Nancy Mergler and her collaborators asked college students to recall sections of prose that had been recorded by three groups of people: peers (aged 20 and 21), middle-aged adults (40 and 49), and older adults (67 and 82). The students remembered more of the incidental details in the segments recorded by the older adults, and when the passages were stories, the students evaluated the older speakers more favourably than the other narrators.
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However, this was not the case when the passage was simply a descriptive one. The researchers speculate that the physical characteristics of the voices of older people “lead to more effective oral transmission.”
In addition, the difference in favourability ratings suggests that people have expectations about receiving particular kinds of information from older people. Older adults tend to speak more slowly and may alter their pitch and rhythm in ways that add interest to what they are saying.
Finally, such effects may reflect a conscious attempt by older adults to make stories as entertaining as possible, as opposed to being objectively accurate. Or perhaps the experiment evoked memories in the participants of being read to by their parents and grandparents when they were younger!
Although a storyteller is just one person, people often tell stories together. For example, a couple at a dinner party might relate an amusing anecdote to the other guests, with each partner taking turns, or perhaps interrupting each other to fill in important details or provide an alternate version of events.
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A study that compared how younger and older couples cope with the demands of collaborative storytelling found few differences between the age groups. With regard to the amount of information recalled, older male participants recalled less than the younger adults, whereas older women did not. The reasons for this difference are unclear.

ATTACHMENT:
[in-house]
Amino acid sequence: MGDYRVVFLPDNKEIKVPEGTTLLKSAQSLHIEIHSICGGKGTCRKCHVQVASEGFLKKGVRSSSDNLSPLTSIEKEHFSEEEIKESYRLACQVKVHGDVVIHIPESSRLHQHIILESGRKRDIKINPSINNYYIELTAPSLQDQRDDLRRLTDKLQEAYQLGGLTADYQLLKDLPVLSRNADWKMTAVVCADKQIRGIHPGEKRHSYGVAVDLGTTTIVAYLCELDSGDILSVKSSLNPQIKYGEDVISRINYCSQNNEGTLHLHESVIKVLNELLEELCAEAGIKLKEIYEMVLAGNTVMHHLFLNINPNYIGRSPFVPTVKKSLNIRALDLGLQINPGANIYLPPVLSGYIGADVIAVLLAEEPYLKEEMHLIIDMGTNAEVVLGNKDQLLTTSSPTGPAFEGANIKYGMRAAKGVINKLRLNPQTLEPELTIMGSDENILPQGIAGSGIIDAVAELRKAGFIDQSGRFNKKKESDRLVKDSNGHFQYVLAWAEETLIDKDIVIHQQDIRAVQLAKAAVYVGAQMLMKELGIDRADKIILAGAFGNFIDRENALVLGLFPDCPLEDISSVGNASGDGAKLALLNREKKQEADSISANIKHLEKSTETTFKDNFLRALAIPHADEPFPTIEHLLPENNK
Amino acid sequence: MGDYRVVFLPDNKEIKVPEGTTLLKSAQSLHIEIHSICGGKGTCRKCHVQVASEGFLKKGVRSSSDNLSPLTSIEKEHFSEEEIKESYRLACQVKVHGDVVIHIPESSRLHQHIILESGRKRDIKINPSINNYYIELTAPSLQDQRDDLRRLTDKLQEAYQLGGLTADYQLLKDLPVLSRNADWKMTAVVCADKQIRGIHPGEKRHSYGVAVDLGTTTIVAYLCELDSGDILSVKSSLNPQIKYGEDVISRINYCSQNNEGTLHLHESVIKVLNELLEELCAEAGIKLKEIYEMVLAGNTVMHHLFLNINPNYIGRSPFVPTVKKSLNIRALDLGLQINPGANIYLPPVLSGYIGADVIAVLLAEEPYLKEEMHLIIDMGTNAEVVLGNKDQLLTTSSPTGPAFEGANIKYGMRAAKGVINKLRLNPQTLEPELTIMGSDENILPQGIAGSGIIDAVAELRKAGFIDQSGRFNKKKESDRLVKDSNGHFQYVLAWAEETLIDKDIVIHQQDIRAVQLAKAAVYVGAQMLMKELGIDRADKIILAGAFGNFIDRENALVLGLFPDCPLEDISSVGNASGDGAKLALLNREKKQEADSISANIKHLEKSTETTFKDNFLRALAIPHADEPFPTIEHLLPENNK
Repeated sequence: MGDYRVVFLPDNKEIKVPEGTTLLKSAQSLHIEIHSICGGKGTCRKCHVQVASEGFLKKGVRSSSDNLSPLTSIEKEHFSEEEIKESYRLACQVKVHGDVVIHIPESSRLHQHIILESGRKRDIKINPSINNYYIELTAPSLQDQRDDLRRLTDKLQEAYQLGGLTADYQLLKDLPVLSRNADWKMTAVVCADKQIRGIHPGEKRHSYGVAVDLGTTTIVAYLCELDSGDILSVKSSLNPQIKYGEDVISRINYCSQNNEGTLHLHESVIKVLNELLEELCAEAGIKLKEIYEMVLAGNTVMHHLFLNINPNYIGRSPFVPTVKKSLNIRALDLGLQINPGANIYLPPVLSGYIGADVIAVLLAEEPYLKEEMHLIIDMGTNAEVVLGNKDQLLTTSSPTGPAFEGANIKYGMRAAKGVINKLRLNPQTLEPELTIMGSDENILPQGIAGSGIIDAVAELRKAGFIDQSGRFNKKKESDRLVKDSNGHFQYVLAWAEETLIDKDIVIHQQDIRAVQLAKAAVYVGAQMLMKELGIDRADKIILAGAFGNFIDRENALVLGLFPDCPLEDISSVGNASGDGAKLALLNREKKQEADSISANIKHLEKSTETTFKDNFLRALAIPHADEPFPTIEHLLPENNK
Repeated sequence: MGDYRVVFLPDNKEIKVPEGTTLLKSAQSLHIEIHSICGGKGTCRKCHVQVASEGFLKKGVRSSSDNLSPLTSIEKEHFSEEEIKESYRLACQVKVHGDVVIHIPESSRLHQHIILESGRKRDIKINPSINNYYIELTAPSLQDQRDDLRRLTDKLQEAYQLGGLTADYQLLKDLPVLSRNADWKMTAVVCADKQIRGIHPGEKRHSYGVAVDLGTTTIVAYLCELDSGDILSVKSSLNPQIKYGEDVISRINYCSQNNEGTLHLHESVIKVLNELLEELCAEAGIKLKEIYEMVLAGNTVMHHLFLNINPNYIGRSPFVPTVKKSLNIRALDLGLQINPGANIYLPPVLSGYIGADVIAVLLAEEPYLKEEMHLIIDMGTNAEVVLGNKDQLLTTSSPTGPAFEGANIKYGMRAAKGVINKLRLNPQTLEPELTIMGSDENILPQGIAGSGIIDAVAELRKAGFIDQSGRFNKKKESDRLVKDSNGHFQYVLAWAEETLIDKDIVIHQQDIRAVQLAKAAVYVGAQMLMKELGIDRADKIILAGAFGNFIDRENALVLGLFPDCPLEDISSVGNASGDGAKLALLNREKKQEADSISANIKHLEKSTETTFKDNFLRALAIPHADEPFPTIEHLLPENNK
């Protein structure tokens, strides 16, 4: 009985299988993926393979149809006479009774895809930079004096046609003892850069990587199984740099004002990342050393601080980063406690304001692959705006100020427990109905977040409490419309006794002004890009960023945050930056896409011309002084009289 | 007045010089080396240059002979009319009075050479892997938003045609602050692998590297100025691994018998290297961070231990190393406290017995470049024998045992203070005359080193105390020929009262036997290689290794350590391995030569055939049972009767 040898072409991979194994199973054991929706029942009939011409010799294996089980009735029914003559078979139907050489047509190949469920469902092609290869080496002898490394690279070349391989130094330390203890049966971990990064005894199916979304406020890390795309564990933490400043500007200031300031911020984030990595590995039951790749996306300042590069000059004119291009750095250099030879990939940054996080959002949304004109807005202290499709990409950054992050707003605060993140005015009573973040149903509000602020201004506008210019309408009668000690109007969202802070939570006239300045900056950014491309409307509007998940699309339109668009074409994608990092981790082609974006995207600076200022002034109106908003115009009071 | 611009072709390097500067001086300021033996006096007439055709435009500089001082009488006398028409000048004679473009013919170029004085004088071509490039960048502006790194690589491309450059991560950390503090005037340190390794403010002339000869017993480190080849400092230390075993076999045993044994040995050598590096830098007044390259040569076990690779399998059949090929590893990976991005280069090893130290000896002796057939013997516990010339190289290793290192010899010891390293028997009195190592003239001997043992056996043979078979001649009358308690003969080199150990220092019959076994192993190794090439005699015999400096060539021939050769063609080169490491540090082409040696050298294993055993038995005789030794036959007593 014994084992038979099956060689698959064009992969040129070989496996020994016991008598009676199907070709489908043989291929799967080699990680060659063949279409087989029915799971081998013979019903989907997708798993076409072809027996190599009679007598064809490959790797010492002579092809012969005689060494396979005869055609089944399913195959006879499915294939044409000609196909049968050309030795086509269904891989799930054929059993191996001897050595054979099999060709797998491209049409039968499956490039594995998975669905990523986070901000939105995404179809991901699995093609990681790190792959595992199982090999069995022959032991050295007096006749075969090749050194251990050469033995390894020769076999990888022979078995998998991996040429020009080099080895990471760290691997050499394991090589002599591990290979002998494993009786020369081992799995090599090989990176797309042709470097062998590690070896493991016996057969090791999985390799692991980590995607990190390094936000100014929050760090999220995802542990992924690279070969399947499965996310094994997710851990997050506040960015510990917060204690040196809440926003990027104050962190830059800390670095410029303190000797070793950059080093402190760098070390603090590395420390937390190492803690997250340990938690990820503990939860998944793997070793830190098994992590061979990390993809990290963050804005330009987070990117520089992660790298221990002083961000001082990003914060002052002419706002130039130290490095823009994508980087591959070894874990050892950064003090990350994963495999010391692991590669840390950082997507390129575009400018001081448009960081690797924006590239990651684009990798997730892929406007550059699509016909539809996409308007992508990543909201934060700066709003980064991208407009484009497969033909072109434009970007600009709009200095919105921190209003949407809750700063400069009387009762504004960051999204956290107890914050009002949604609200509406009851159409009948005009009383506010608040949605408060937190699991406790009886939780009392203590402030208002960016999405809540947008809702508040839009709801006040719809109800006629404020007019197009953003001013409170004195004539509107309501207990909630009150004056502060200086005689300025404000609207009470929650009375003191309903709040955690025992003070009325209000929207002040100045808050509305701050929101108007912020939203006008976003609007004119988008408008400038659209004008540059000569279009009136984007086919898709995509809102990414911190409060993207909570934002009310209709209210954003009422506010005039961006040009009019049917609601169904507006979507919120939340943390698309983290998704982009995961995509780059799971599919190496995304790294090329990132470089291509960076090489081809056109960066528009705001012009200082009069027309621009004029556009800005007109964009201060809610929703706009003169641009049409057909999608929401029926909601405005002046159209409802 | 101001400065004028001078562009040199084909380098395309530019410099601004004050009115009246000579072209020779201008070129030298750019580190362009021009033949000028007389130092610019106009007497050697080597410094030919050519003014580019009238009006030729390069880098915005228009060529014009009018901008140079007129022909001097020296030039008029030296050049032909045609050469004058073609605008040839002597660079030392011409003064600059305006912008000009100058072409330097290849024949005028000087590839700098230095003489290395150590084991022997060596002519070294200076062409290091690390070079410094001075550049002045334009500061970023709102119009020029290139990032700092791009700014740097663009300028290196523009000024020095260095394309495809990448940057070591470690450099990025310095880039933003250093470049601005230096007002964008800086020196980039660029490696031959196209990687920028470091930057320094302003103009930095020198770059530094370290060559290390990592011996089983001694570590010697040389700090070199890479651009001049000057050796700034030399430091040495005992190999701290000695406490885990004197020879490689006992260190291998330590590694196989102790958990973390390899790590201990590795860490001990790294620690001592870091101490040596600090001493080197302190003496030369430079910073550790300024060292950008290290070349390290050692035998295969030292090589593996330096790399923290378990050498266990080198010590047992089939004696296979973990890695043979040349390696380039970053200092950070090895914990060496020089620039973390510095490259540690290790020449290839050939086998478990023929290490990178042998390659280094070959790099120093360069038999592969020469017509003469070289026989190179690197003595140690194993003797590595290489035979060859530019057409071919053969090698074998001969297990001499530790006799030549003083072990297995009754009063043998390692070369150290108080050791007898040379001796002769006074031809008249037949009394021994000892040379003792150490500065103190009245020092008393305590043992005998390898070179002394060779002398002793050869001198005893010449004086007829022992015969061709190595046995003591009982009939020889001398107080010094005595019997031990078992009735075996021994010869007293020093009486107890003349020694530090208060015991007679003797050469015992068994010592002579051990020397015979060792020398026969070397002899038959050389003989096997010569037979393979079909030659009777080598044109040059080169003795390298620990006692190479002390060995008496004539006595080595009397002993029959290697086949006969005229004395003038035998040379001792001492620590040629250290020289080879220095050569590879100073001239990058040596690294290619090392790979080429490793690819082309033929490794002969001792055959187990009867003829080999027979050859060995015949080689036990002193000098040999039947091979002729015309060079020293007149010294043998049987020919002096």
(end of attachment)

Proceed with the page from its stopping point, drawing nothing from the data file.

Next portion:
In addition, the study found no difference in the ability of older and younger adults to tell stories collaboratively. They tell them just as well with people they know as they do with new acquaintances.
Differences in collaborative storytelling become more apparent, however, in the ways in which couples tell their stories. For example, in a study where couples were asked to discuss a vacation, older couples talked more about people and places, while younger couples talked more about their itinerary.
In addition, older couples tended to tell different parts of the story individually—taking over from each other as the topic shifted. Younger couples interacted more with each other and told all parts of the story together.
In a similar vein, older couples also appear to do well in tasks of collaborative problem solving. Since older couples seem to work well together telling stories and solving problems, working with a partner might be another way to help compensate for any age-related declines in cognitive ability. It seems, therefore, that two heads really are better than one.
Changing Minds: How Aging Affects Language and How Language Affects Aging by Roger Kreuz and Richard Roberts (£22.50, MIT Press) is out on 1 October 2019.